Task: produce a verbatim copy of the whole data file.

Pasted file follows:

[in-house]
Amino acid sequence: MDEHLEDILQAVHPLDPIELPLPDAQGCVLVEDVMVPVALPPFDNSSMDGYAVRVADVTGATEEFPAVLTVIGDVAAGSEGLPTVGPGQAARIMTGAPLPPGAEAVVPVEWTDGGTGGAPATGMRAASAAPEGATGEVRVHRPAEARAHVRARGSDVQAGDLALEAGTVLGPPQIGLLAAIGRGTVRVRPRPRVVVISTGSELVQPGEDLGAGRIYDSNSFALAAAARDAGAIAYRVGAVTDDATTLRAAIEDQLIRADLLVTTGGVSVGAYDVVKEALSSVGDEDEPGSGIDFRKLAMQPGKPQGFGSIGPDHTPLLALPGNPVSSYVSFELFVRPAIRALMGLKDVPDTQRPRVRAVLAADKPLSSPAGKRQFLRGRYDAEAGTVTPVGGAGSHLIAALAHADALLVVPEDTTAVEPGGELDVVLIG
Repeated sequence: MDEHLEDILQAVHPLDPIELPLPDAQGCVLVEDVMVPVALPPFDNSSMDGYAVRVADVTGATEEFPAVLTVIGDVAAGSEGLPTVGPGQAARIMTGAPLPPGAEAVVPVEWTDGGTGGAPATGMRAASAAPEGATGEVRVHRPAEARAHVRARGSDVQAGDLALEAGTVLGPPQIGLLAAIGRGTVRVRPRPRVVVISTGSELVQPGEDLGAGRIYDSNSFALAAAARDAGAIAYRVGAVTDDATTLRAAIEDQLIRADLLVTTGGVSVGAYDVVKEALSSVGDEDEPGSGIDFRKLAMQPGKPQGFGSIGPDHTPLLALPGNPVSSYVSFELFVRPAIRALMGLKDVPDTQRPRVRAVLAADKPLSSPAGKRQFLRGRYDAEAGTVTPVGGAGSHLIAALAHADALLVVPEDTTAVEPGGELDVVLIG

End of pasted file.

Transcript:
[in-house]
Amino acid sequence: MDEHLEDILQAVHPLDPIELPLPDAQGCVLVEDVMVPVALPPFDNSSMDGYAVRVADVTGATEEFPAVLTVIGDVAAGSEGLPTVGPGQAARIMTGAPLPPGAEAVVPVEWTDGGTGGAPATGMRAASAAPEGATGEVRVHRPAEARAHVRARGSDVQAGDLALEAGTVLGPPQIGLLAAIGRGTVRVRPRPRVVVISTGSELVQPGEDLGAGRIYDSNSFALAAAARDAGAIAYRVGAVTDDATTLRAAIEDQLIRADLLVTTGGVSVGAYDVVKEALSSVGDEDEPGSGIDFRKLAMQPGKPQGFGSIGPDHTPLLALPGNPVSSYVSFELFVRPAIRALMGLKDVPDTQRPRVRAVLAADKPLSSPAGKRQFLRGRYDAEAGTVTPVGGAGSHLIAALAHADALLVVPEDTTAVEPGGELDVVLIG
Repeated sequence: MDEHLEDILQAVHPLDPIELPLPDAQGCVLVEDVMVPVALPPFDNSSMDGYAVRVADVTGATEEFPAVLTVIGDVAAGSEGLPTVGPGQAARIMTGAPLPPGAEAVVPVEWTDGGTGGAPATGMRAASAAPEGATGEVRVHRPAEARAHVRARGSDVQAGDLALEAGTVLGPPQIGLLAAIGRGTVRVRPRPRVVVISTGSELVQPGEDLGAGRIYDSNSFALAAAARDAGAIAYRVGAVTDDATTLRAAIEDQLIRADLLVTTGGVSVGAYDVVKEALSSVGDEDEPGSGIDFRKLAMQPGKPQGFGSIGPDHTPLLALPGNPVSSYVSFELFVRPAIRALMGLKDVPDTQRPRVRAVLAADKPLSSPAGKRQFLRGRYDAEAGTVTPVGGAGSHLIAALAHADALLVVPEDTTAVEPGGELDVVLIG